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Comment of the Week: 43 words that perfectly define good bike parking

Posted by on February 6th, 2015 at 4:33 pm

Bike parking at Franklin High School-2

Dear America: It’s not actually that hard.
Just ask Franklin High School.
(Photo: J.Maus/BikePortland)

Good bike parking: it’s not that hard but it’s not that common, at least in North America. Except in Portland, where we really do know how it’s done.

The explanations don’t get any shorter and sweeter than this one from BikePortland reader Jessica Roberts, who shared it beneath our story Tuesday about the city enforcing its bike parking code on a North Portland Home Depot in response to a resident’s complaint. (As we wrote, anybody can report potentially out-of-compliance bike parking in Portland by calling (503) 823-CODE (2633) or using the BDS online form.)

Here’s Roberts’ simple definition, plus a couple examples of rack designs that don’t cut it:

A good bike rack provides two points of contact to hold up the bike, allows you to lock the frame and the wheel with a U-lock, works for all types of bikes, and organizes bicycles so they do not block the pedestrian space. Toast racks don’t allow for the frame to be locked, and don’t have 2 points of contact. Ribbon racks don’t have 2 points of contact and often end up blocking pedestrian space.

So clear. So true. So rare.

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Honorable mention here goes to reader JJJJ, who observed beneath the same post that Portland deserves credit for continuing to lead the nation in good bike parking. That’s totally true, and it’s something we can all be proud of.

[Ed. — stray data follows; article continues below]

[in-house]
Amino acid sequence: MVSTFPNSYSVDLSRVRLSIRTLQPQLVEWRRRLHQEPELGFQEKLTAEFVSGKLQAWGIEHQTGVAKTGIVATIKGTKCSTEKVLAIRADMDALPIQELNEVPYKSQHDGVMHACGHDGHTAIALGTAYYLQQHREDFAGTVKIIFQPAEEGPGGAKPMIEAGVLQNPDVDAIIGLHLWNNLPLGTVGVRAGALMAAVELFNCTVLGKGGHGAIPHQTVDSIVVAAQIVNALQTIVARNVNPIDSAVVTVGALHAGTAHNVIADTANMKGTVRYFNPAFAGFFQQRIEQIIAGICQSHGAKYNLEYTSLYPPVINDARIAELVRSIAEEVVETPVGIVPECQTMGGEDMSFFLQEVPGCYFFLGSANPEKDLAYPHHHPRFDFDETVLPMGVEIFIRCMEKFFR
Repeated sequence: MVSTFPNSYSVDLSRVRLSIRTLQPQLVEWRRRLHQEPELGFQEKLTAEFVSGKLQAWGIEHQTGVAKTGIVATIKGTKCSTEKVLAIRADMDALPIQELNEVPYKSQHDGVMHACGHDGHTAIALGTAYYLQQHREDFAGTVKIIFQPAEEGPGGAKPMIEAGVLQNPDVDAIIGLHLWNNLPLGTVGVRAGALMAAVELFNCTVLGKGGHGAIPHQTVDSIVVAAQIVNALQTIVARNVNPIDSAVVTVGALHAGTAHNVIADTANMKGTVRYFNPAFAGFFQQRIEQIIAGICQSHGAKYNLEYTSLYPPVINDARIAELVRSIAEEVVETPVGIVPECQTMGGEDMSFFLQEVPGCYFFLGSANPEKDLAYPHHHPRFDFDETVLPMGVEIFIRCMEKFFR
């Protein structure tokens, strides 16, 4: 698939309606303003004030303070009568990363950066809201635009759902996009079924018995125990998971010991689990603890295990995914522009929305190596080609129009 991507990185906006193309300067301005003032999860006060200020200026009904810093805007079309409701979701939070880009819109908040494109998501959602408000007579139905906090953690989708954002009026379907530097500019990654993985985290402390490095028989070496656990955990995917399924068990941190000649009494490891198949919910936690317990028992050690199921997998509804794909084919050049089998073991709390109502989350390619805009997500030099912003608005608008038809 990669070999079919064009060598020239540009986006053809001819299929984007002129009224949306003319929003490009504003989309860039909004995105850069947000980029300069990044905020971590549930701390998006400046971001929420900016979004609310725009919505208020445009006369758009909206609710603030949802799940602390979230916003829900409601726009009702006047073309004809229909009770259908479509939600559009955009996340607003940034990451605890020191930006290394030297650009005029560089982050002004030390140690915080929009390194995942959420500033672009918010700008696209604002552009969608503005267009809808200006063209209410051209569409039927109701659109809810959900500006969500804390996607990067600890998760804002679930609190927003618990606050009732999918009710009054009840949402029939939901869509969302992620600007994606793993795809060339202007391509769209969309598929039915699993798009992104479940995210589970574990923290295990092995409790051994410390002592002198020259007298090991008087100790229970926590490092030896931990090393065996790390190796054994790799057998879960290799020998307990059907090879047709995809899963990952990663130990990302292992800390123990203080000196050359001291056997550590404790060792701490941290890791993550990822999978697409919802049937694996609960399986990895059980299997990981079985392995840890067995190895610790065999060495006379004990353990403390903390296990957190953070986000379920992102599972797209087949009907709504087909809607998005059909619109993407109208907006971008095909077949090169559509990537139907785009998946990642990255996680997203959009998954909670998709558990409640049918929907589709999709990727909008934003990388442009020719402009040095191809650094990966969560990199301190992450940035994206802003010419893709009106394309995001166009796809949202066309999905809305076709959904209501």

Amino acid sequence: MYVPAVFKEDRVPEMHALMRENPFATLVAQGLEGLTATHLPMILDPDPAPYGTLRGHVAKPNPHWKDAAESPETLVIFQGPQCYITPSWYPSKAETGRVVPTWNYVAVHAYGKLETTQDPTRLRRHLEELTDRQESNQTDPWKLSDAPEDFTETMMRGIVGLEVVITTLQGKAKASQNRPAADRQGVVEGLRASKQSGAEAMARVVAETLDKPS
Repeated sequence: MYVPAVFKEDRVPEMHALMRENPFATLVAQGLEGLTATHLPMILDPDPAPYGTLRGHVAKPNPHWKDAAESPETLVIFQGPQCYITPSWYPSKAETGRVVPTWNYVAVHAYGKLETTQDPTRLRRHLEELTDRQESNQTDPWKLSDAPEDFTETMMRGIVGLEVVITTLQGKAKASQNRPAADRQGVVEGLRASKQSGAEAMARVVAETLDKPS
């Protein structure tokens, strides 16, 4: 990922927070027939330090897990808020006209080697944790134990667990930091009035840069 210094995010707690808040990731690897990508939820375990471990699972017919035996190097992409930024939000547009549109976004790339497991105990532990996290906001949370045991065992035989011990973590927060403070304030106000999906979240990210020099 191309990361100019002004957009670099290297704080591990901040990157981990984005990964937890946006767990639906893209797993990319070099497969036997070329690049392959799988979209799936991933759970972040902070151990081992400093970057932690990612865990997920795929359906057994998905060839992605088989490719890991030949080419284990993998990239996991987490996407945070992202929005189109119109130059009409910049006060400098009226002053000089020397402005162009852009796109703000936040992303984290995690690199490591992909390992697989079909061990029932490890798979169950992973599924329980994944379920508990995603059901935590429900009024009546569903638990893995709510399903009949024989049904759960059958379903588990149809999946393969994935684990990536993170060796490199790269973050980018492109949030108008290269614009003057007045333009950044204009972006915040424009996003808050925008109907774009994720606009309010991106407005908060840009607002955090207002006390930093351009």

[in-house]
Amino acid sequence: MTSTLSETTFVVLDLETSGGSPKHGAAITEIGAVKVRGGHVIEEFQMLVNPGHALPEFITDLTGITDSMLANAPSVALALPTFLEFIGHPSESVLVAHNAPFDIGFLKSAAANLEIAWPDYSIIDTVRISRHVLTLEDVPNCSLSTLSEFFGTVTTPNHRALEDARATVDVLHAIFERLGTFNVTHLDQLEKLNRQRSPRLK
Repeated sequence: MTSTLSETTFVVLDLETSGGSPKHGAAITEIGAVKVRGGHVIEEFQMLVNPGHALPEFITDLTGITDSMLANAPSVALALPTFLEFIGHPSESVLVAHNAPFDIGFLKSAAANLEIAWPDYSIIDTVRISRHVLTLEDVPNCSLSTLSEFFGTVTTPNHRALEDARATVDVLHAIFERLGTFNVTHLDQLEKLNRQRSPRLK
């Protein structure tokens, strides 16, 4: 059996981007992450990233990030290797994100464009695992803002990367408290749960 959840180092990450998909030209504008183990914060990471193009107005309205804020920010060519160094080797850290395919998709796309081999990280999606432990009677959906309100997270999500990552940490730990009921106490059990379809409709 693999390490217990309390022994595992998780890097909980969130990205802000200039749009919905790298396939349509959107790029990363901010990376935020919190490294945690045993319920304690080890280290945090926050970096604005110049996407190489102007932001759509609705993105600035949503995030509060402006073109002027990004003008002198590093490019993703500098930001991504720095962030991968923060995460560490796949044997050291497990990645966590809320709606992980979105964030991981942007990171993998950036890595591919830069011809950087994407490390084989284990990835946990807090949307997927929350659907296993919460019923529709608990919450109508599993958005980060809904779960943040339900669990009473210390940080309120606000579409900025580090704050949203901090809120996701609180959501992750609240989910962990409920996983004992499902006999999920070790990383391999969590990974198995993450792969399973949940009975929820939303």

Yes, we pay for good comments. We’ll be mailing a $5 bill to Jessica in thanks for this great one.

NOTE: Thanks for sharing and reading our comments. To ensure this is a welcoming and productive space, all comments are manually approved by staff. BikePortland is an inclusive company with no tolerance for meanness, discrimination or harassment. Comments with expressions of racism, sexism, homophobia, or xenophobia will be deleted and authors will be banned.

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Stevie Maré
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As a Franklin student, I am duty-bound to make complaint at the lack of covered bike parking, and lack of sufficient parking for fair-weather demand.

https://drive.google.com/file/d/0B6fZdYTKFc14MU5sTW1WbUMyOFR2dGdlTUxSRXg5RExxcHRN/view?usp=sharing

Certainly glad that it is installed correctly though!

NE Portland Rider
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NE Portland Rider

I think three things make the ideal bike parking: the kind of rack (which has been discussed much), the location, and the quantity.

My biggest gripe about location is when it seems ideally located for bike thieves. This takes many flavors: around the corner, out of the way, not visible from anywhere inside (the shop/restaurant/business), where passersby can’t see it, etc., etc. Planners need to realize that bikes are valuable (either actually expensive or risk of lost transportation), and the parking location needs to take this into account. It doesn’t need to be front and center. But it most certainly shouldn’t be out back where you’d leave your old lawnmower. I could argue that since it does seem to rain here that covered parking would seem obvious, but that’s an optional luxury. Businesses who opt to do it might get more customers.